October 25, 2023
The U.S. power grid is a complex beast.
Handling the second largest amount of power in the world (after China), it includes over 160,000 miles of high-voltage transmission lines, broken into three sections: Eastern, Western, and ERCOT.
Several factors are driving that complexity even higher:
With federal and some state policies supporting renewable energy investment at the expense of conventional power plant technologies—primarily coal and nuclear—concerns have been raised about future electric system reliability.
Others argue that this evolution is a natural consequence of market competition, with low natural gas prices and rapid improvements in renewable generating technology leading to the retirement of older, less economic power plants.
Regardless of how you explain the shift, the result is a more diverse set of energy resources feeding into the grid that is—so far—being capably managed to provide reliable electric power.
Against this backdrop of increasing energy diversity, what is the significance of baseload capacity?
Baseload power has traditionally come from nuclear and coal plants, operating at large and constant generation rates for months at a time.
At its peak in the early 2000s, coal accounted for almost 60% of US baseload power (~3,000 TWh), with nuclear peaking at about 30% of baseload (~900 TWh).
However, given the attributes of today’s electrical system, the term “baseload” is seemingly outdated.
An increasing proportion of the country’s supply is coming from renewable capacity and gas-fired resources working in tandem to provide round-the-clock power.
Rather than having a few, large, fixed baseload sources, the new mix depends on many, flexible sources cycling on and off as needed to meet demand.
Renewables advocates say that the US electricity system is stronger than it has ever been, providing highly reliable power at lower costs, while simultaneously reducing its carbon footprint.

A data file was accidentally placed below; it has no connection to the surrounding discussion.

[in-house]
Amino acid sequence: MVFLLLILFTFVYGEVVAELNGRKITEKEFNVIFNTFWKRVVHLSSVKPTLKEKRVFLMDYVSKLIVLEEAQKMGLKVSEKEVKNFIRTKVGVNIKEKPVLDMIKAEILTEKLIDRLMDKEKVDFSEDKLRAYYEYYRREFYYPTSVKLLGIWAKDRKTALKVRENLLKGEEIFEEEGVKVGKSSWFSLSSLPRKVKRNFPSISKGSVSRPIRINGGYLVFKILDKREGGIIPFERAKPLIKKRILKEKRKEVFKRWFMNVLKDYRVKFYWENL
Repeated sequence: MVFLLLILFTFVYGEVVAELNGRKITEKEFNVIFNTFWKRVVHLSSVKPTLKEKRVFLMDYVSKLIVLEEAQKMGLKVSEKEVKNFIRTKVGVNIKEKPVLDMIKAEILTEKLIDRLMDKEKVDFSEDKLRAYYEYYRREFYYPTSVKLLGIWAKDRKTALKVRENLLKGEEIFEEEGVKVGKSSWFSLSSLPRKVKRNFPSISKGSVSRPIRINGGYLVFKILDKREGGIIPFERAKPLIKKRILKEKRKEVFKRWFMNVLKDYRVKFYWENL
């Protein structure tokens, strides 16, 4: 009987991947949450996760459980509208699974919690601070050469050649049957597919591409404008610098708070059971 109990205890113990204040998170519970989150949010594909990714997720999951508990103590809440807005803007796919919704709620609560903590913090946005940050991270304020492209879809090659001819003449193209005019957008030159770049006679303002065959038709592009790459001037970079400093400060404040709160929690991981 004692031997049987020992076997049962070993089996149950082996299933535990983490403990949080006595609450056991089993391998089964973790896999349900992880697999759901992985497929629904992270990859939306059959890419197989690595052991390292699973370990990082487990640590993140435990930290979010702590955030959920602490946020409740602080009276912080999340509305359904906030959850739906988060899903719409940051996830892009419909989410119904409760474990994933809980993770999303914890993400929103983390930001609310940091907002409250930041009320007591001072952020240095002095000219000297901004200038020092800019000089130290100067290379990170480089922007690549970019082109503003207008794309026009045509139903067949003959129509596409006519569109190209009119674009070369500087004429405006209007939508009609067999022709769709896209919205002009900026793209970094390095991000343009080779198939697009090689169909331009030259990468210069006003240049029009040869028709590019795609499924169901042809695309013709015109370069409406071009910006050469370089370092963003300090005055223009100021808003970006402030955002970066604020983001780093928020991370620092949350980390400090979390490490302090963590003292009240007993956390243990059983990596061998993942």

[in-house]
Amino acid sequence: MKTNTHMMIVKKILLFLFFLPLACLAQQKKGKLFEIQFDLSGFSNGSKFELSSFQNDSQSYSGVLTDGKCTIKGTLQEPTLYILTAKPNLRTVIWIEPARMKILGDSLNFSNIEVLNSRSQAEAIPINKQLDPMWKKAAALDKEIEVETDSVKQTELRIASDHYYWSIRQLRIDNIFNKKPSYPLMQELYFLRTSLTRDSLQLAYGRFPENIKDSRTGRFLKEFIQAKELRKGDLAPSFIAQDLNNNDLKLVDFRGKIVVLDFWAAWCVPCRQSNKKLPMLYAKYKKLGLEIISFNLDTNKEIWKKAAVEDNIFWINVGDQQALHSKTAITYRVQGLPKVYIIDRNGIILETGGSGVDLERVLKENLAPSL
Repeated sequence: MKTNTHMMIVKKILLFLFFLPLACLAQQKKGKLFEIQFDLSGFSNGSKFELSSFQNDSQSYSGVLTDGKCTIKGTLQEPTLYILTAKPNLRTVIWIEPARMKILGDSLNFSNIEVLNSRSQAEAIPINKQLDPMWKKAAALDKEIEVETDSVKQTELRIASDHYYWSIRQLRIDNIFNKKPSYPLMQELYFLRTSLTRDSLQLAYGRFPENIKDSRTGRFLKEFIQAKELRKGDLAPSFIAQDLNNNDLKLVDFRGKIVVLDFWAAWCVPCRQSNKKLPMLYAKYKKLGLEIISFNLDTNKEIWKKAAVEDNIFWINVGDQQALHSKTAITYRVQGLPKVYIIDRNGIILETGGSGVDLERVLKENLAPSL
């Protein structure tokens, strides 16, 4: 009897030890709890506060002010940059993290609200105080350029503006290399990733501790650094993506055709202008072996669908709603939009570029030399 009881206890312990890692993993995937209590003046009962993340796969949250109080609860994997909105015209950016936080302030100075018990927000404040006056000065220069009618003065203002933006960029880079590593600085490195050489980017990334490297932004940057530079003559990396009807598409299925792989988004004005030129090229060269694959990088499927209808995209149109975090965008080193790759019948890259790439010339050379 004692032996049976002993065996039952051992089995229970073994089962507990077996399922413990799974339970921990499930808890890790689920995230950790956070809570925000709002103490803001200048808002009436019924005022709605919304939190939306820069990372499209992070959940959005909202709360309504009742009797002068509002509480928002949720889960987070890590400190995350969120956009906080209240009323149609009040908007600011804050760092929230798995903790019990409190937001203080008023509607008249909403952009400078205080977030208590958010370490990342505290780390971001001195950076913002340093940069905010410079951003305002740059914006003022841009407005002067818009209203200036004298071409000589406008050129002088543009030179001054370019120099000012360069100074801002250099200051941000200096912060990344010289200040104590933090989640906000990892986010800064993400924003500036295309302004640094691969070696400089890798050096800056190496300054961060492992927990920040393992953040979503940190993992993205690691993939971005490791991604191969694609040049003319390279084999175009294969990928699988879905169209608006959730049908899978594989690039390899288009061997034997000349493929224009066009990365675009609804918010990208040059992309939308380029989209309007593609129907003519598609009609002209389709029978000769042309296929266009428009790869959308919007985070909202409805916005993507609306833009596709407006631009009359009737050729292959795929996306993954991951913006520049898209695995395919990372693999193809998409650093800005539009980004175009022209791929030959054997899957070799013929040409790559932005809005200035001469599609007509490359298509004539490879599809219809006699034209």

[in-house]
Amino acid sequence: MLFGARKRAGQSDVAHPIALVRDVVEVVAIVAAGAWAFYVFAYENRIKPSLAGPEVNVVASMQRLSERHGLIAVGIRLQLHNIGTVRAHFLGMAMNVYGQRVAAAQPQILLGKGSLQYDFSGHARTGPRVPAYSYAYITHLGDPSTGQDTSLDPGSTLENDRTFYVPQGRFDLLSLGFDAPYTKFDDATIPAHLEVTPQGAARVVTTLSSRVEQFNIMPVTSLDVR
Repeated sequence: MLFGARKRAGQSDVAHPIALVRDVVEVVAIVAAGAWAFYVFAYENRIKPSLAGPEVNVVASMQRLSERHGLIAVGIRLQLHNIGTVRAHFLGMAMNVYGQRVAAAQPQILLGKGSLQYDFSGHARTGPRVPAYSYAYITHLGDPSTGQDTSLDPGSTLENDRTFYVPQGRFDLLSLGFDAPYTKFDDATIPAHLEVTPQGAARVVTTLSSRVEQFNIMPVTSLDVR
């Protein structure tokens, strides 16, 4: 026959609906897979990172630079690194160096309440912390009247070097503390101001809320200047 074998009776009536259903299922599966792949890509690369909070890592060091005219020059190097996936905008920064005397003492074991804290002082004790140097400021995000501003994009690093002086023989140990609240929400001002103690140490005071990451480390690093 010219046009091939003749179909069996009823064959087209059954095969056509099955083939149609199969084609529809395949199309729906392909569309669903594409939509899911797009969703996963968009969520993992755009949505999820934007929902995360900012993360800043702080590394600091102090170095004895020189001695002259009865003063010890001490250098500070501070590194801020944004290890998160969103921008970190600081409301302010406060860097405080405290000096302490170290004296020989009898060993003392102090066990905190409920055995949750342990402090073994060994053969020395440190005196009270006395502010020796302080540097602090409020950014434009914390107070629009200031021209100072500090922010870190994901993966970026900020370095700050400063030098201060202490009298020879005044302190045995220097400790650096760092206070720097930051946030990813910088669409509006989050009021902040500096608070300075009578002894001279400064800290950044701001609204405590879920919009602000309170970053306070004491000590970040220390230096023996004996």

Skeptics point to the Great Texas Freeze in February 2021 as a harbinger for grid fragility, crippling the nation’s largest energy-producing state and leaving tens of millions in the dark and cold.
Leaders at ERCOT (Energy Reliability Council of Texas) and PUCT (Public Utility Commission of Texas) were accused of “hoping for the best instead of planning for the worst.”
Indeed, in the decades since the Texas grid was deregulated, the emphasis had been on providing affordable, clean energy, but not so much on reliability.
Since 2021, ERCOT has invested heavily to implement its “Roadmap to Improving Grid Reliability”, including winterization initiatives, adding generating capacity, and purchasing more reserve power for days with uncertain weather.
If baseload power is a thing of the past and a larger, more diverse group of sources are expected to meet demand, how do we ensure that enough is enough?
Reliability assessments have consistently identified power source diversity as a key factor in sustaining U.S. power grid reliability.
However, the greater the diversity of sources, the harder it becomes to ensure resource adequacy—that enough generating capacity will be available to maintain a steady supply under any circumstances.
This can be treated at three different levels: system, local, and flexible.